white knuckles tightly gripping the steering wheel in Chicago

Soundtrack in my head:  The Eagles, “Life in the Fast Lane”

You could describe me as a veteran city driver.  I could always hold my own on Chicago’s roads and elsewhere.  

I had little problem merging over four lanes on the Kennedy Expressway in less than a minute to ensure that I was heading towards O’Hare Airport and not Milwaukee. Like every good Chicagoan, I’d pass slower drivers by getting into the right lane at stop lights—the lane intended for right turns but not marked as such–and then flooring it when the light turned green.  In addition, I lived in Los Angeles for the better part of a year, and drove up and down the 405 Freeway every day during that time.  In L.A., letting someone else merge ahead of you is a sign of weakness.  I even drove in Manhattan once and didn’t think it was too bad.

But when I moved to Wisconsin, a funny thing happened.  I found myself driving among polite, civilized people.  And I haven’t been the same since.

I didn’t realize the change until nine months after I moved to Wisconsin.   I was driving the Kennedy Expressway between O’Hare and the Loop, when suddenly I realized I was nervous.  Not just nervous, but kind of freaking out.   The average speed around me was 70 mph, despite the posted speed limit of 55.  People would cut in and out of lanes suddenly and often without warning. A couple of people were doing this at 90 mph.  

I found myself wanting to say, “These people are crazy!  These people are crazy!  Where did these people come from?”  As if I had never driven among such people before.  As if I hadn’t driven a lot like them.

Ever since then, I’ve felt the same way every time I go to Chicago.  I keep on hoping I won’t have to go too far into the metropolitan area.  Most of my visits are in the Elgin area, so I get to miss most of Chicago traffic.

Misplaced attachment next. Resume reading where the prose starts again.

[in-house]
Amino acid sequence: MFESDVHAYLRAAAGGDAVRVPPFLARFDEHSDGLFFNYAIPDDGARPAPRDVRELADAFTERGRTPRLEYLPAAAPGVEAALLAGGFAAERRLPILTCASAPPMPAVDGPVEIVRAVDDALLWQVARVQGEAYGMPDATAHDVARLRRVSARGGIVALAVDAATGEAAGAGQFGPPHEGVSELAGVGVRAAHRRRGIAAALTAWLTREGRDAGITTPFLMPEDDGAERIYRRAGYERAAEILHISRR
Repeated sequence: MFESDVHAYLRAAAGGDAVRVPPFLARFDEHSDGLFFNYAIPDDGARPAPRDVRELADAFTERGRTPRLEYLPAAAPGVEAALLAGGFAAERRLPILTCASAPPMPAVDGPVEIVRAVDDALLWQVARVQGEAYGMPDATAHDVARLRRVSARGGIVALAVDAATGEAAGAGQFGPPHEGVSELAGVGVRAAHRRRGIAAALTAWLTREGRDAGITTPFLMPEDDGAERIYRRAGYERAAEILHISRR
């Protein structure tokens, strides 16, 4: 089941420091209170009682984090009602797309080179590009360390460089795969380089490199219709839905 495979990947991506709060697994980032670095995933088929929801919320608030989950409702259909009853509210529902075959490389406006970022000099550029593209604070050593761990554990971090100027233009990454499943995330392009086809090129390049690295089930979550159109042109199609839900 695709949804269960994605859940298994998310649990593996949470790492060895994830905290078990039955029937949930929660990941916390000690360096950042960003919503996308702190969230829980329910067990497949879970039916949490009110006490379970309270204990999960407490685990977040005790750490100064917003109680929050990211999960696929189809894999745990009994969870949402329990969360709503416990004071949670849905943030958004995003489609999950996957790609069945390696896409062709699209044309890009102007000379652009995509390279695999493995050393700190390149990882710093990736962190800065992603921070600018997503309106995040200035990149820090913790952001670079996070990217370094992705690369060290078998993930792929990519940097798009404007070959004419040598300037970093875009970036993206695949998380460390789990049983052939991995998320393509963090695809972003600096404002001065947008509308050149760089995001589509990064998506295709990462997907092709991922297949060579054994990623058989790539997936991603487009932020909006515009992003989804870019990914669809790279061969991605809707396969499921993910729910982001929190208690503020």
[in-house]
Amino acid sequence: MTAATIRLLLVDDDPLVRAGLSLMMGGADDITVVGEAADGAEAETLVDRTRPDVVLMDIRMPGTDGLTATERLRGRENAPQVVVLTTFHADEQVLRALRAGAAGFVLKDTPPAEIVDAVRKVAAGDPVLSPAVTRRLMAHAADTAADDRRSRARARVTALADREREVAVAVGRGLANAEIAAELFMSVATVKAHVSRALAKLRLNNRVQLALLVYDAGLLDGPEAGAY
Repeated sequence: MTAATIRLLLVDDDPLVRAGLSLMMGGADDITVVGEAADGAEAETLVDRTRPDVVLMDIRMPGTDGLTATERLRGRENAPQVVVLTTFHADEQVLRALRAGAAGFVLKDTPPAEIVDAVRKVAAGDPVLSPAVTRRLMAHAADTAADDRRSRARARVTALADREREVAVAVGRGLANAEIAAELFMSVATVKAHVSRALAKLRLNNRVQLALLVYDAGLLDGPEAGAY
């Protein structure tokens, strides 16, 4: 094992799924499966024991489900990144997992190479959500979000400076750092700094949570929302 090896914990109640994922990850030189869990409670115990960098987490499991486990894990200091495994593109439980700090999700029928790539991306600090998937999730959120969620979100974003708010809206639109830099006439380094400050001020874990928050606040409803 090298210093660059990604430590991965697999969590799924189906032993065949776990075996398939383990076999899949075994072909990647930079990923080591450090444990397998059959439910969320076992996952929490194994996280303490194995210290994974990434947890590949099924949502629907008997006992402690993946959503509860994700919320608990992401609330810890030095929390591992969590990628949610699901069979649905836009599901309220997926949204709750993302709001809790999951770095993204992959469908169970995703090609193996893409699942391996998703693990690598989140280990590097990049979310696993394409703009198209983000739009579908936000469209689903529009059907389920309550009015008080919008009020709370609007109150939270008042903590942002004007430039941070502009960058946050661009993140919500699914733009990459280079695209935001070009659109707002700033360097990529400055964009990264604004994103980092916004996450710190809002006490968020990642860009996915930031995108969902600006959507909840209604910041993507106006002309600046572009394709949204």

One thing that could explain my newfound fear is that I did have a car accident shortly after moving to Madison.  My little Geo Metro was totaled when a car turned left in front of me at an intersection—luckily, neither of us were hurt.  And right before my last car died, I nearly spun out on John Nolen Drive—along with everyone else around me—because someone municipal or county worker forgot to salt that stretch of roadway during rush hour. So I think perhaps I’ve become more aware of my mortality.  But maybe a little too aware.

Actually one aspect of Chicago driving that is superior to driving in Wisconsin is the efficiency in which road crews plow and salt the roads.  This is because in 1979, Michael Bilandic, the incumbent mayor of Chicago lost an election when blizzards exposed weaknesses in the city’s snow removal system and the city shut down for days.  It’s quite rare for an incumbent Chicago mayor to lose an election, particularly a “Machine” connected politician like Bilandic.  So ever since then, every municipal and county official in the Chicago area has had the fear of God in him or her if so much as a single snowflake falls.  I wish that state, county and municipal officials here in Wisconsin had that fear.

Nevertheless, I’ll take Wisconsin driving over Chicago driving most days.  (Even if many Wisconsinites seem allergic to their own turn signals.)